The Lucky 100 – How Big Can This Thing Get?

Expanding CircleMaybe you started off as a startup. Or perhaps you joined a venture team in a giant corporation. No matter what kind of founders were in that first circle, if you’ve been successful, you’ve been growing. Congratulations. You’ve surmounted all sorts of challenges by now. So why does it suddenly feel so…difficult?

That exciting, innovative, exploring feeling just doesn’t seem to be there any more. It’s not like the old days, when you could gather all these stakeholders into one small circle (and in fact, some of them were wearing two or more of the hats). Now you can’t seem to get the kind of cohesive idea-making you once did. So maybe you’ve made a few decisions within the inner circle, and you’ve been rewarded with pushback, complaints, or alienation.

Our experience is that the lucky 100 is a time of huge growing pains. Each time you hit that number, whether it’s when your team grows to 100, or your circles total another 100, or you add 100 new customers, something great happens. And yet…you need an adjustment. Not necessarily a reboot, but a new assortment of tools, or how you use the ones you have, to make it easier to learn from each other, communicate, and collaborate.

Fortunately, there are a host of great techniques, tools, and templates that have been developed to make this possible. They work for all sorts of groups, teams, and organizations, be they public, private, or not-for-profit. You’ve heard from us before about how excited we were to be part of making the Conteneo Decision Engine work for Participatory Budgeting. We can put this, and a host of other very useful implements, to work for you as well. As we help you reconnect everyone, you’ll start to recapture that feeling of being on top of it all, when you were still in the small circle. Before you know it, you’ll start to wonder if there’s any limit to just how big the ideas can get.

 

 

 

For a Fresh Start, Start with a Clean Slate

April is a month of rebirtClean Slateh, renewal, and fresh starts (although as the snow continues to fall in Nova Scotia, it seems that including “spring” in that list may be an overstatement). The first quarter has come and gone, and now you’re either evaluating those great ideas you came up with in January, or you’ve given up hope that they will come to pass. Is it too late for a fresh start?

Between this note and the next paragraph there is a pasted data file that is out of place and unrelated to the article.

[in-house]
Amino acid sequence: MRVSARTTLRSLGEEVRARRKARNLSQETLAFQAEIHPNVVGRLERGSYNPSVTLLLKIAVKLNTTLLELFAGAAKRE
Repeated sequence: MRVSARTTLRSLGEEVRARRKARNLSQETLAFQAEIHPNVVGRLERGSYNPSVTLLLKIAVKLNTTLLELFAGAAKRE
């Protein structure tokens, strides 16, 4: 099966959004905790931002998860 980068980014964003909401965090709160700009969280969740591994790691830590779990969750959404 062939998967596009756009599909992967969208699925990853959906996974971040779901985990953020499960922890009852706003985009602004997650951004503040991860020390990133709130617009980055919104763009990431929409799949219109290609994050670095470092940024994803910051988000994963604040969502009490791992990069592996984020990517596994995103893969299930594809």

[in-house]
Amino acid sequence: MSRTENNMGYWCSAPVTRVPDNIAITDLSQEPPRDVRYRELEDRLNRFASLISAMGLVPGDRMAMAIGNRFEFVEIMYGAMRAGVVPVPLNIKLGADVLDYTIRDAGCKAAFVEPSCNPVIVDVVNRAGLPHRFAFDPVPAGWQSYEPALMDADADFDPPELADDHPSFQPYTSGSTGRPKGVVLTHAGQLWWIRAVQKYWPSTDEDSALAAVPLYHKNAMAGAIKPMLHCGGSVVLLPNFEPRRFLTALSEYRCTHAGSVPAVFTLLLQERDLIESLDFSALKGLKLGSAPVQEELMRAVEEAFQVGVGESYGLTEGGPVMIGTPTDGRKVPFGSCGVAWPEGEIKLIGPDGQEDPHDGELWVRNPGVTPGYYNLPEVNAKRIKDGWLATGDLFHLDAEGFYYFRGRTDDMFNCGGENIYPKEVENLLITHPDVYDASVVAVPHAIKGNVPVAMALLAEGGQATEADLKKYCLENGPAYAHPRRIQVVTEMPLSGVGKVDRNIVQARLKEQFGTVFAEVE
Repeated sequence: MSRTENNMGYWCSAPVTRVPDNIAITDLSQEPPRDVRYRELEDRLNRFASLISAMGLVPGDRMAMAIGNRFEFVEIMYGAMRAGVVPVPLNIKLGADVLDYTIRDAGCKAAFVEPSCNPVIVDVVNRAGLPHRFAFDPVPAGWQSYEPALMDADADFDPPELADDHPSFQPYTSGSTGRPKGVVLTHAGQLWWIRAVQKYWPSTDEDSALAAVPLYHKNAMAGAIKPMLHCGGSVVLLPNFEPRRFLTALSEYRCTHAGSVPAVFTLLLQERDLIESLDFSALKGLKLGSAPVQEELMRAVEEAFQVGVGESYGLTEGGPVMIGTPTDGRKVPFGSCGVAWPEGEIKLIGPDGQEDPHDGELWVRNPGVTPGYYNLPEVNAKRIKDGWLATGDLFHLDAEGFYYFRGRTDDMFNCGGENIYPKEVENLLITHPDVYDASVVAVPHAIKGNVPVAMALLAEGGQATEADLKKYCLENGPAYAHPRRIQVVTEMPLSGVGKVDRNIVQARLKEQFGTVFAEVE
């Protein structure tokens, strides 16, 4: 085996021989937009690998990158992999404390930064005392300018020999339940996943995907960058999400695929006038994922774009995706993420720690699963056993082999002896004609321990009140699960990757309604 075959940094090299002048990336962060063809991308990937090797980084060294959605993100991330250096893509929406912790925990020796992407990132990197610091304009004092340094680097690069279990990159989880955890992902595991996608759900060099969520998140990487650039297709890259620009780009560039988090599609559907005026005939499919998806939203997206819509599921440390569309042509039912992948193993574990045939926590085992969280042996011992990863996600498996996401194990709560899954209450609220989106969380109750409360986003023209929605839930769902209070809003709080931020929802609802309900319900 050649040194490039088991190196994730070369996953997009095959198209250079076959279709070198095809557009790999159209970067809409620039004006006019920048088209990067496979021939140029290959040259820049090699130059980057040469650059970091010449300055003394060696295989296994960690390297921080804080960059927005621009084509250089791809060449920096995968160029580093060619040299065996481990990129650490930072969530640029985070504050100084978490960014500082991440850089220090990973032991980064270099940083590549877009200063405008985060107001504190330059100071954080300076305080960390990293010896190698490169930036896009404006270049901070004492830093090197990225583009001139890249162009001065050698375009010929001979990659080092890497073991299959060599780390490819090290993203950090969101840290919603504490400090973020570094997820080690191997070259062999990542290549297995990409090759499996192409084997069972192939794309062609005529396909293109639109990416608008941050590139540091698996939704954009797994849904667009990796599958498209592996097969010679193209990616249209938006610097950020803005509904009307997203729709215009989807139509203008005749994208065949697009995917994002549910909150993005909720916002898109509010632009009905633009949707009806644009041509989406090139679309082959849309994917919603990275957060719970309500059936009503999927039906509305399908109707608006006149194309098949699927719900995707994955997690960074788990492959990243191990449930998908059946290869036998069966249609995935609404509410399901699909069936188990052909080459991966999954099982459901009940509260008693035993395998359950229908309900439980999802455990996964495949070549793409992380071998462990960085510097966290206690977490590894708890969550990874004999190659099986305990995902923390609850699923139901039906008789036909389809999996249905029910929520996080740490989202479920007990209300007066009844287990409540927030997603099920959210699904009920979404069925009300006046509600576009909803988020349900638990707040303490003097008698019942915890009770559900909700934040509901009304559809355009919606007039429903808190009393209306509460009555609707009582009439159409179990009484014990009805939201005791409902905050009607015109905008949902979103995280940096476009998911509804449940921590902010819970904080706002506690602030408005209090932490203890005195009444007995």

It’s never too late for a reboot, but for new ideas to take hold, it’s important that they not be crowded out by the same old, same old. That calls for a clean slate. Clean slate thinking allows you to ask the question, “what if we were building this new thing from the ground up, without any of the constraints we experience in our current business?” One technique we like to use is one we apply regularly in our own business. It’s an Innovation Game called Remember the Future. In our adaptation of this game, we imagine the new offering, or activity, or expansion at the height of its success. Then we look back, figuring out all the steps we took to get there, without considering the impacts or effects of what we’re doing now. That lets us really see the possibilities. Then, and only then, do we explore what we would have to change or not do, to make it happen.

This kind of thinking is only possible with an attitude of abundance. Scarcity thinking forces us to hang on to what we have, and to fear what we might have. So clear off your slate, imagine what your business or product could be, and kick that reboot you’ve been toying with into high gear.

Thinking clearly,

Megann and Steve

Hold fast? Or let go?

Poker HandThere’s an old Kenny Rogers song, The Gamblerthat has the line, “you gotta know when to hold ’em, know when to fold ’em”…

That’s something useful to consider when you are doing a business refresh, rejuvenation, or even a resurrection. If you truly want to do something differently, you need to decide what’s essential to retain, and what you can let go. It seems like an easy decision, but that Drucker-ism to “stop doing something old” is more difficult than it looks.

This exercise is one where the help of a professional facilitator can come in handy. They don’t have the same emotional bond with your “old stuff” as you do. That frees them up to ask hard questions, such as, “from what you’ve told me, that thing you’re clinging to doesn’t really fit with where you’ve told me you want to go”. We like to ask the hard questions – although we’re also keen on making that as painless as possible. One technique we use is to play metaphor-based games, such as Innovation Games®. One called Prune the Product Tree is easily adaptable to just this situation – and can also help you and your team consider the impacts of keeping, versus letting go.

We’re happy to help if you’d need a hand with this or other sticky business problems. And your location is no object – have suitcase, will travel!

Knowing when to hold ’em,

Megann and Steve